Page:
Line, the Japanese messaging app with 205 million active users, is continuing its push into entertainment services after it began testing a standalone $2 per month music streaming app.
Line Music is being trialled in Thailand, where Line has carried out a series of other pilots related to its shift into value-added services. The app is available for iOS and Android and is integrated into the chat app to allow users to share songs with Line friends, or post to their timeline inside the app.
Line declined to say how many tracks the new service has. The company has signed licensing deals with a number of music labels in Thailand, including RS Music, so the Line Music catalog is likely to be in the hundreds of thousands at this point. But, rather than challenging Spotify and co, this is an initiative to see whether Line’s most devoted users will pay up for entertainment — Thailand, with over 30 million registered Line users, is the company’s second-largest market behind its native Japan.
Initially, Line is offering Music users one month of free access to the service, after which the $2 per month fee will kick in. The company is hoping that the promise of exclusive content from Thai artists — and tracks from overseas acts — will convince users to stump up for the service. That’s no sure thing, since music streaming remains nascent in Southeast Asia, with Deezer the only international service present in Thailand.
Line declined to say whether it will expand the service into other markets, but it does appear to have global aspirations for a music streaming service. In December of last year, Line partnered with two Japanese labels to create a music-streaming business, but so far Thailand is the first market where it has introduced such a service.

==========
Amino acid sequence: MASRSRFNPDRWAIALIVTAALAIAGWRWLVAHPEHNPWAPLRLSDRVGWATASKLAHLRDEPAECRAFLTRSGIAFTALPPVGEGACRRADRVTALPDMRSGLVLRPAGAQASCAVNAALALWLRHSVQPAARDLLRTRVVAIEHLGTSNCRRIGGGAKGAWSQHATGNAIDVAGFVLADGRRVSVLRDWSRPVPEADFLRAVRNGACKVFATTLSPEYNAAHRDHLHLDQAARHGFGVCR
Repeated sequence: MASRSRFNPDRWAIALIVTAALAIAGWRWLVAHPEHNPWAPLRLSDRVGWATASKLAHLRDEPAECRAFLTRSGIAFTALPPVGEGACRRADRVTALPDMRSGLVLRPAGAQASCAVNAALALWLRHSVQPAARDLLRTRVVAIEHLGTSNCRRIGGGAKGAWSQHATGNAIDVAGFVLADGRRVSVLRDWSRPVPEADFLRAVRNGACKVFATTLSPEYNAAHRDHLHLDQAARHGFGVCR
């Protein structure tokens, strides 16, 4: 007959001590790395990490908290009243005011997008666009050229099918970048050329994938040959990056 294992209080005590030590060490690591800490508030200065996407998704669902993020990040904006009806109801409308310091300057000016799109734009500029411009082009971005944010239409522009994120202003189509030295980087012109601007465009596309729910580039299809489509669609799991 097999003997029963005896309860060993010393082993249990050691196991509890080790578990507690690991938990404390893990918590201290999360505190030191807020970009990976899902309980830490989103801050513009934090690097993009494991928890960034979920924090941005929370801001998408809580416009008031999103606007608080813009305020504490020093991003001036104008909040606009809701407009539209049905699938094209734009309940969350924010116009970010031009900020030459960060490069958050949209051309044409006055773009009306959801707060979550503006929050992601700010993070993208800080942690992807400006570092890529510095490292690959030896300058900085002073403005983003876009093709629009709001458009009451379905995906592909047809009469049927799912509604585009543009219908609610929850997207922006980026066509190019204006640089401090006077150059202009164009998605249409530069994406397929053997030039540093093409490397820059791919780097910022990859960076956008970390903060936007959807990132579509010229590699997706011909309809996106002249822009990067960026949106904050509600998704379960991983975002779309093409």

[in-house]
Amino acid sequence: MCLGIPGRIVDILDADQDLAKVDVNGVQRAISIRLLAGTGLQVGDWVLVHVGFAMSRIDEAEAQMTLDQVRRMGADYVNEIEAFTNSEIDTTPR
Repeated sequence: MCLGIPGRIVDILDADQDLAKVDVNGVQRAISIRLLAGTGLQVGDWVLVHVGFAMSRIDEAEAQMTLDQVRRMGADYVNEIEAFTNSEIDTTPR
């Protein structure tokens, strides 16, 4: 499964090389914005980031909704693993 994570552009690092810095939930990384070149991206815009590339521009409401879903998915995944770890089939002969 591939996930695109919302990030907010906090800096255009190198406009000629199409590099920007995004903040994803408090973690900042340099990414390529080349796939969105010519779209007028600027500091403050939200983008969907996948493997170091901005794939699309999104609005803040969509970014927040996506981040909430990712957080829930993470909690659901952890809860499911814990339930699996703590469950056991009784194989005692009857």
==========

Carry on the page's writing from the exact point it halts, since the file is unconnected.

Thailand has also served as the test bed for a number of other initiatives, including a YouTube-like TV service — which has since expanded into Taiwan, Line’s third-largest market based on users — and a shopping feature, which the company hopes will develop into a grocery-delivery service.
Diversifying Revenue And Services
Line makes more than half of its revenue from in-app purchases from titles on its connected games platform, but the company is diversifying its business to avoid relying on the often-fickle nature of gaming.
The Japanese company isn’t alone in making that move. China’s top messaging app, WeChat, operates e-commerce and other commercial business in addition to games. The same applies to Kakao Talk, Korea’s top messaging app, which includes payment service and taxi-hailing services.
Line also offers payments worldwide and a service rivaling Uber in Japan, but the company is testing initiatives that could unlock new revenue from overseas markets — like Thailand and Taiwan — where it is almost certainly making less money per user than in its native Japan. These services may also increase engagement from users by providing more than just chat.
The timing of Line Music’s launch is interesting since the service surfaced one day after MixRadio, the music service Line acquired from Microsoft, finally launched for iOS and Android devices. Line confirmed to us that the two services are being run independently of each other.
Line was last year tipped to pursue a joint U.S.-Japan listing, although that plan appeared to be scrapped. The company confirmed in April that it had renewed its IPO license, though it didn’t commit to anything beyond that. This week, however, Bloomberg reported that a dual listing is again on the cards for September time.
“There are ongoing discussions among our management, and an IPO is one option among many, but we have yet to reach a final decision,” a spokesperson for Line told us. Either way, generating increased revenue from outside of Japan could massively boost the company’s valuation and appeal to investors.